DFID-funded scientists win World Food Prize with nutrient packed sweet potato which helps millions of people avoid malnutrition and disease.
The prestigious World Food Prize has this year been awarded to 4 scientists from the DFID-funded international agriculture research organisation, the CGIAR.
Maria Andrade, Robert Mwanga and Jan Low from the International Potato Center and Howdy Bouis from HarvestPlus were recognised for their ground-breaking work on biofortified foods, in particular a Vitamin A-enriched sweet potato which has helped millions of people beat malnutrition.
International Development Minister Nick Hurd said:
“Congratulations to this innovative team of researchers for achieving the World Food Prize. The UK has long been at the forefront of the push to eliminate malnutrition and I am proud of DFID’s role in this achievement.
“Malnutrition contributes to the deaths of 45% of children under the age of 5, and is also both a cause and consequence of civil unrest and migration. Tackling it will not only help millions of the world’s poorest, but is firmly in the UK’s national interest.”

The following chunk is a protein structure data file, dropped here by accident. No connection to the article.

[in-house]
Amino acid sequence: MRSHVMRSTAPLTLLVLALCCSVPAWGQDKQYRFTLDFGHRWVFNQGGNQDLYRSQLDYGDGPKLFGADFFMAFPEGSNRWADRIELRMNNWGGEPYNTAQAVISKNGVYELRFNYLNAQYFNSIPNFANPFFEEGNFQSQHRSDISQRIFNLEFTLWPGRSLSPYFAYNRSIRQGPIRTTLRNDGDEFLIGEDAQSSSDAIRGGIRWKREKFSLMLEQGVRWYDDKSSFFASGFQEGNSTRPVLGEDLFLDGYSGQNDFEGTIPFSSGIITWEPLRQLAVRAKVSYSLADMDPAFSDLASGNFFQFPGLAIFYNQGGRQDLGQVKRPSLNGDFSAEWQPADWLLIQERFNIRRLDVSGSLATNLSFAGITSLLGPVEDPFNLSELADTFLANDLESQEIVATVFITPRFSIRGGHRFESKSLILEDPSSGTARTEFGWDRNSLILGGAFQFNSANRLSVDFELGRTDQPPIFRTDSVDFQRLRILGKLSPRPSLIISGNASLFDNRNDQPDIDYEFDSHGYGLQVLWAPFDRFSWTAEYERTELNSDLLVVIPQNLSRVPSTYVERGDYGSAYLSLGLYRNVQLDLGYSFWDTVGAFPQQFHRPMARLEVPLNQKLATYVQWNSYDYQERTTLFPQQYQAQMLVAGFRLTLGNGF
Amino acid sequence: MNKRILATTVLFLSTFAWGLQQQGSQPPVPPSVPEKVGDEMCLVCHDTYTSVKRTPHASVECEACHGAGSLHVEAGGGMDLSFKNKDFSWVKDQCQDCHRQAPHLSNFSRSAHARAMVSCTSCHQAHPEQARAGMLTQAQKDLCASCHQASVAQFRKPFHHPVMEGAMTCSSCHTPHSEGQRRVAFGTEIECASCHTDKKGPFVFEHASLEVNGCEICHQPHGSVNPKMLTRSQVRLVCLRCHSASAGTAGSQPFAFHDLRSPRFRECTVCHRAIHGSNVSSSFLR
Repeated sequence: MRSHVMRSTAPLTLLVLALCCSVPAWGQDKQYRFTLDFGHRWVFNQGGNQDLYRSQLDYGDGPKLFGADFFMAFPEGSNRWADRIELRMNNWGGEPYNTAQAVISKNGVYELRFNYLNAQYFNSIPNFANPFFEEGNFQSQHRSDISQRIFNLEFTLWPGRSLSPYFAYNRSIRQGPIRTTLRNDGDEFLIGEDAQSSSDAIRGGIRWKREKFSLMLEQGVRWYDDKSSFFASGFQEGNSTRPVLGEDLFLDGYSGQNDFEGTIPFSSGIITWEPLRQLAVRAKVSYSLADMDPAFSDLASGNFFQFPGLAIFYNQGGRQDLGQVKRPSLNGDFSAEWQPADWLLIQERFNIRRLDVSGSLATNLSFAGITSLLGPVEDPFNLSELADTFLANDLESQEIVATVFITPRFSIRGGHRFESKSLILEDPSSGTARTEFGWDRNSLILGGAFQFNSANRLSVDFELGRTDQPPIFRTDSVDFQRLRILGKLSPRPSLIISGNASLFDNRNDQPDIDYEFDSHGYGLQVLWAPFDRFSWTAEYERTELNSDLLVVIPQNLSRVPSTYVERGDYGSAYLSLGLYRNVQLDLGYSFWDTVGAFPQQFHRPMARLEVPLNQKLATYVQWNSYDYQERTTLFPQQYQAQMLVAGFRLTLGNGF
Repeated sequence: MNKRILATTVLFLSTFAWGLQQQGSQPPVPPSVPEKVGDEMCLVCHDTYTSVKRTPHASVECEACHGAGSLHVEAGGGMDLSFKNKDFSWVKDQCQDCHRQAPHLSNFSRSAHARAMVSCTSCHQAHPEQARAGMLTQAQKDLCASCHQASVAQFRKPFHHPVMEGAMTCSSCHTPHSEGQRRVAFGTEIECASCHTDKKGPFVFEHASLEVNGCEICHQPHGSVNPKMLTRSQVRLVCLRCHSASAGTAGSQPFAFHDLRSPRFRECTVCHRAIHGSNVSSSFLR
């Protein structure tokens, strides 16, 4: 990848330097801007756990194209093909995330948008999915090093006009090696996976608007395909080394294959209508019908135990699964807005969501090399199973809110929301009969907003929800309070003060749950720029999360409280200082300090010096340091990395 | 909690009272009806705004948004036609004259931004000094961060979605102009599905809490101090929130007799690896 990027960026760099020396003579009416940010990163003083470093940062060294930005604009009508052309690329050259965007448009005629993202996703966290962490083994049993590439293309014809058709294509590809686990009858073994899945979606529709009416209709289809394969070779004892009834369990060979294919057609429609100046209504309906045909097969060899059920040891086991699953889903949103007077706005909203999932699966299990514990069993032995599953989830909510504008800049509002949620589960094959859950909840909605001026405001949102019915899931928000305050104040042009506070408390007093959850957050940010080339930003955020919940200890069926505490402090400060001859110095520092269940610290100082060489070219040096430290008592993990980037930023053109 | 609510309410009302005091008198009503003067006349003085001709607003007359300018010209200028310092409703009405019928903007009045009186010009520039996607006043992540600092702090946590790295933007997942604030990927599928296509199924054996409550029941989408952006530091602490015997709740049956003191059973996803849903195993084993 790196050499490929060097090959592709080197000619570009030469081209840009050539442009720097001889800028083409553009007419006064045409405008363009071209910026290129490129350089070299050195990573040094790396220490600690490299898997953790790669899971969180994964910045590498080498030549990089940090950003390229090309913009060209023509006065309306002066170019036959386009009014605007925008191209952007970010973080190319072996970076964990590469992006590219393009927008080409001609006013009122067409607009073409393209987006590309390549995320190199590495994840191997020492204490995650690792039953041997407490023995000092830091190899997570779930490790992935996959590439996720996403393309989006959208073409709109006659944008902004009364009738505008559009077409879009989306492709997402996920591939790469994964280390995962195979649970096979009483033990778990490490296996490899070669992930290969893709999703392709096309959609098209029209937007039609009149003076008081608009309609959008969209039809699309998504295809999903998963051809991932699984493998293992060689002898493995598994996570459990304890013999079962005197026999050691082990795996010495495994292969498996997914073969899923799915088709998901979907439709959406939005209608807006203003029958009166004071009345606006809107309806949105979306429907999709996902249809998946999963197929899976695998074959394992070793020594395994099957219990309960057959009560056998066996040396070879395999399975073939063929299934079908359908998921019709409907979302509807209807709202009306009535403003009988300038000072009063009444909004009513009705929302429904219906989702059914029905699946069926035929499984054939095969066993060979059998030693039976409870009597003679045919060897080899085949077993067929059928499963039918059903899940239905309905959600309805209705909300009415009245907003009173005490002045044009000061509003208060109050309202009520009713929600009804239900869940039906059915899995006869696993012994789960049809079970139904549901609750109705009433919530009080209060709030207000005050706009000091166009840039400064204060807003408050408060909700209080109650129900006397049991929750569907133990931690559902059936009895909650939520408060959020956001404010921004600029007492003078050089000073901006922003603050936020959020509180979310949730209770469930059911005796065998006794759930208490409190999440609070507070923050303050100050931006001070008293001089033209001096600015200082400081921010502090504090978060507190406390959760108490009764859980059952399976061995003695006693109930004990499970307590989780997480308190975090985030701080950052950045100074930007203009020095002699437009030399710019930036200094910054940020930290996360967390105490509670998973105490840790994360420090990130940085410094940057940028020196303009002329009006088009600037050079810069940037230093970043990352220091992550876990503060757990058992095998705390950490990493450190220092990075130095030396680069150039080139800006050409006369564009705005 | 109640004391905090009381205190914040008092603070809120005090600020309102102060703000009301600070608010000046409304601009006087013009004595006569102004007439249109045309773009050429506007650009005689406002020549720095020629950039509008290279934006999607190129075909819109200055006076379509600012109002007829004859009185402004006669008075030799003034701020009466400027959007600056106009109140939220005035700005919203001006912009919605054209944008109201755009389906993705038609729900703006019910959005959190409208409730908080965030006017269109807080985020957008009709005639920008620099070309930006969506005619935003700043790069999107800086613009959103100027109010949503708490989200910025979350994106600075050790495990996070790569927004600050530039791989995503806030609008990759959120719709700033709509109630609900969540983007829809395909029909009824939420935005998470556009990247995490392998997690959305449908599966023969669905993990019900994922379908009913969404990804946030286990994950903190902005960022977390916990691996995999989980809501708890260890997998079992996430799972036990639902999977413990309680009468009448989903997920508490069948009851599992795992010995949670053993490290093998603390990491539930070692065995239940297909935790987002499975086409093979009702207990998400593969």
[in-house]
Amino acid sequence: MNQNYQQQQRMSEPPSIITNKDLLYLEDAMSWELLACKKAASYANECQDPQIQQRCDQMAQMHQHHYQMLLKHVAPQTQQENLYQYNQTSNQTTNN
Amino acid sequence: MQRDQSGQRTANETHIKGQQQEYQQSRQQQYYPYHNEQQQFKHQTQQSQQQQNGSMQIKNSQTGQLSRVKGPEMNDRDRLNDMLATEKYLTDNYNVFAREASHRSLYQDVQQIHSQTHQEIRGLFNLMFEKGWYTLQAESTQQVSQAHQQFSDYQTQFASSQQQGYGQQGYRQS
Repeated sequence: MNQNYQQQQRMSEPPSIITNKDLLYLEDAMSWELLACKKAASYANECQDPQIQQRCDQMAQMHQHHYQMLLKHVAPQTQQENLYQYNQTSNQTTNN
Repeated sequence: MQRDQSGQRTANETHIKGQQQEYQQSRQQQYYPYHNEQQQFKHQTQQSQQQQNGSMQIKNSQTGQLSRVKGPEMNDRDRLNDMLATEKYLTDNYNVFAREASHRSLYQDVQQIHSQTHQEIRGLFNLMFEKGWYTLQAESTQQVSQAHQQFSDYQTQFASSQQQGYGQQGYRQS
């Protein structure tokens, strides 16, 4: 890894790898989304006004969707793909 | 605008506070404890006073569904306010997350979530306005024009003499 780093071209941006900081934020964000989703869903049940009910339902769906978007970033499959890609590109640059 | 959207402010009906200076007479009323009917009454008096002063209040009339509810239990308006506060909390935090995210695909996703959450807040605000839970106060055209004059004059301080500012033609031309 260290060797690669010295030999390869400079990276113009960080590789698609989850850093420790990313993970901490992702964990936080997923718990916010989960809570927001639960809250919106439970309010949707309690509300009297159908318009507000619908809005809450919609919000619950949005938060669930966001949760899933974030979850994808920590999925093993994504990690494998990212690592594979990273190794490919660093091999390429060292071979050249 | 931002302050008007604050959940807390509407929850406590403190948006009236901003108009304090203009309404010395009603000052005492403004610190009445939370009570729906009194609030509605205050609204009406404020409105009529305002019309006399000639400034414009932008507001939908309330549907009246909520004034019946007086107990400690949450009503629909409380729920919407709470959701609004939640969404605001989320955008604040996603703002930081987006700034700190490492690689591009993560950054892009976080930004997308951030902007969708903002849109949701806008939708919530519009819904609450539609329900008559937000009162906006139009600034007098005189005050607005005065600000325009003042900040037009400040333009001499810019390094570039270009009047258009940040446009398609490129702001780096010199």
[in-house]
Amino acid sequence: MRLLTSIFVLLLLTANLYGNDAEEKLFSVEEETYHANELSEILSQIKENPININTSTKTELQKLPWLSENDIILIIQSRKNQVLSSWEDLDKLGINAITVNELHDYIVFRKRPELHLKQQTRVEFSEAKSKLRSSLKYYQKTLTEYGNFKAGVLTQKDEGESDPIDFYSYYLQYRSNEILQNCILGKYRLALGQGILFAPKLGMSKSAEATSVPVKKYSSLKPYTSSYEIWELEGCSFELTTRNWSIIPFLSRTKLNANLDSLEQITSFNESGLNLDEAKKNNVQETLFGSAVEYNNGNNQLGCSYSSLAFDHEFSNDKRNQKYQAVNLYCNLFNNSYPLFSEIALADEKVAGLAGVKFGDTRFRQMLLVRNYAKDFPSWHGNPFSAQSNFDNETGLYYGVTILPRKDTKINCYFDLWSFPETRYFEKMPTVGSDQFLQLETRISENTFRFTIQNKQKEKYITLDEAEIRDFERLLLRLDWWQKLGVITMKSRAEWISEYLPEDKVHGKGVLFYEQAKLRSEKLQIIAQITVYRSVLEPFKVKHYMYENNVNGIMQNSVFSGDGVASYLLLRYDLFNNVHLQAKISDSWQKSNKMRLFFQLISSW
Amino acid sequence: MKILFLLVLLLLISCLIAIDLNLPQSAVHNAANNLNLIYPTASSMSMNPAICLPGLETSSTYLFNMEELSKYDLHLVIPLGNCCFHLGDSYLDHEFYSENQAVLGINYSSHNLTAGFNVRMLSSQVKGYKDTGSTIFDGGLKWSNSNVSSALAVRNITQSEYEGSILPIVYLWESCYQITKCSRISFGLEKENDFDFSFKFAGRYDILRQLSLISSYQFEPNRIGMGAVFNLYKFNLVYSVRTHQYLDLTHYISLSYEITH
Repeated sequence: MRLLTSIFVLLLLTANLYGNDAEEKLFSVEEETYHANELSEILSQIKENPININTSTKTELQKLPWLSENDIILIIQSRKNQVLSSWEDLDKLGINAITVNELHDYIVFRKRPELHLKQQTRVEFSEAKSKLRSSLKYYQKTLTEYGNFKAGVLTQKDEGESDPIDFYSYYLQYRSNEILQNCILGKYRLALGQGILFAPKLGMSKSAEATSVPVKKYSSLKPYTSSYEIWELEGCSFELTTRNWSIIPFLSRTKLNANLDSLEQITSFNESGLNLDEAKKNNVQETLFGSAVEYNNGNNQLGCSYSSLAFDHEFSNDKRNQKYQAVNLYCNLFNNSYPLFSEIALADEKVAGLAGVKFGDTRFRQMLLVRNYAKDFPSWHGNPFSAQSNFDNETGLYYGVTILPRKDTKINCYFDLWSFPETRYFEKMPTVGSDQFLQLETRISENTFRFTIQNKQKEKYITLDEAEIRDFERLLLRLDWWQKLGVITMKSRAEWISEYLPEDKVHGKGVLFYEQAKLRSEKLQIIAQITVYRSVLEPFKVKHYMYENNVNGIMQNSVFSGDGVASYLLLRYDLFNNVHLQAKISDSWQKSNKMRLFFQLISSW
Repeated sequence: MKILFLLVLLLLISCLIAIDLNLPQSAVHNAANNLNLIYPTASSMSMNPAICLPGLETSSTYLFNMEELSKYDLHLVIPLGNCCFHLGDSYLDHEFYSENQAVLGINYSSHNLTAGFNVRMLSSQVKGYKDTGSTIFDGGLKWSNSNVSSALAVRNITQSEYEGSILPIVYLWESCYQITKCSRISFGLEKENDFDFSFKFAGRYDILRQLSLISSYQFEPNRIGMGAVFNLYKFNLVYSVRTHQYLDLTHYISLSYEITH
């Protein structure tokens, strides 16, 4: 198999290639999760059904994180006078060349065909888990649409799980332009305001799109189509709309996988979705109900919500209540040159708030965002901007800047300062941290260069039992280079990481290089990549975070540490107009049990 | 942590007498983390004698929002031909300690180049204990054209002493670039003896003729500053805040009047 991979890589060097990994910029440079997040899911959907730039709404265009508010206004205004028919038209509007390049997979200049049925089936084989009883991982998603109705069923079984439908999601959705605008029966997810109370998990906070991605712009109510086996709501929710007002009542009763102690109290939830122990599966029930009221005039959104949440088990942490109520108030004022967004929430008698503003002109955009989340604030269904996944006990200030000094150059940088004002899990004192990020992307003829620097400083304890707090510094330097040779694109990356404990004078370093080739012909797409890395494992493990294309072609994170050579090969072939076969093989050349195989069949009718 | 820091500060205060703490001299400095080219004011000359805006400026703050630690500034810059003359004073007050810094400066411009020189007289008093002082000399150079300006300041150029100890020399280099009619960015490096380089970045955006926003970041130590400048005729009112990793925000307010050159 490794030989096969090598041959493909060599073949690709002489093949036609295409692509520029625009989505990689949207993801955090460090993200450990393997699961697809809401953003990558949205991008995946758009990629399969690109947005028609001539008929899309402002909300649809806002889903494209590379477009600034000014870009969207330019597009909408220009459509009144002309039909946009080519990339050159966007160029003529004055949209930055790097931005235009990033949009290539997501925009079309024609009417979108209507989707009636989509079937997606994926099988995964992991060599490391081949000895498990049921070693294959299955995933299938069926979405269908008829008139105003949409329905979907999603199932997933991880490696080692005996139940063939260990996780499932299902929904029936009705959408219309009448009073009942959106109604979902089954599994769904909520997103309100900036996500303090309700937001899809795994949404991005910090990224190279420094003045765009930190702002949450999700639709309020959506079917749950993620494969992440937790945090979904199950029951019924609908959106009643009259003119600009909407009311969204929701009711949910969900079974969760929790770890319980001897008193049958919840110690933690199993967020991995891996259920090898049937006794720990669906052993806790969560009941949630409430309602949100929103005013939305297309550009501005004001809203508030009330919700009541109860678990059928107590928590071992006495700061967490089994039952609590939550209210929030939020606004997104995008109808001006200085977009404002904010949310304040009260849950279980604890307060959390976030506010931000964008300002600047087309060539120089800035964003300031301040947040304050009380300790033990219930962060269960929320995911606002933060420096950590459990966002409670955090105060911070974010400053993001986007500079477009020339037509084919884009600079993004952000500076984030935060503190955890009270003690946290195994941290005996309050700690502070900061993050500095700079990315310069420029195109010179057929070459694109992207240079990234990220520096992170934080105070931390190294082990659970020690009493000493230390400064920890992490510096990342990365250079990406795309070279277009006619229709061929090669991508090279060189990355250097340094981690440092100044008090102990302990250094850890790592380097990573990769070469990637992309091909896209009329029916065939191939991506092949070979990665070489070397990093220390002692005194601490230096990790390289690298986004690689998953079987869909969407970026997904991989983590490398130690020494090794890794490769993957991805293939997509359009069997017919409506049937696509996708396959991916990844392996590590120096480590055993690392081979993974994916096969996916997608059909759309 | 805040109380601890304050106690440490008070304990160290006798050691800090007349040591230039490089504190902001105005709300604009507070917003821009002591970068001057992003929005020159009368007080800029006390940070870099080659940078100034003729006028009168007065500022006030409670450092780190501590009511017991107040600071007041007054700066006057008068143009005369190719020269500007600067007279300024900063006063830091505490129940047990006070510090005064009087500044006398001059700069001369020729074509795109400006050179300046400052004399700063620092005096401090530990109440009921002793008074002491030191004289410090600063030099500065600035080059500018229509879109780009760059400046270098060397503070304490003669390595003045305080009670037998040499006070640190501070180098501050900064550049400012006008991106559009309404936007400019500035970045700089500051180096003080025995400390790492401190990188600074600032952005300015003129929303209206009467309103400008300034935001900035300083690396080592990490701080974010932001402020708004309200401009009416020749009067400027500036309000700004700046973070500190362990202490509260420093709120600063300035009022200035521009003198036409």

The award-winning team of researchers – which includes 2 African and 2 female scientists – set out not only to create biofortified crops which could dramatically improve nutrition, but also to raise the profile of these nutritious foods in Africa and encourage people to eat them.
More than 2 million households in 10 African countries are now planting and consuming the team’s sweet potato. Other crops which have been developed by CGIAR include biofortified beans, rice, wheat, pearl millet, cassava and maize. An estimated 10 million people will avoid malnutrition and disease as a direct result of the researchers’ work on biofortification.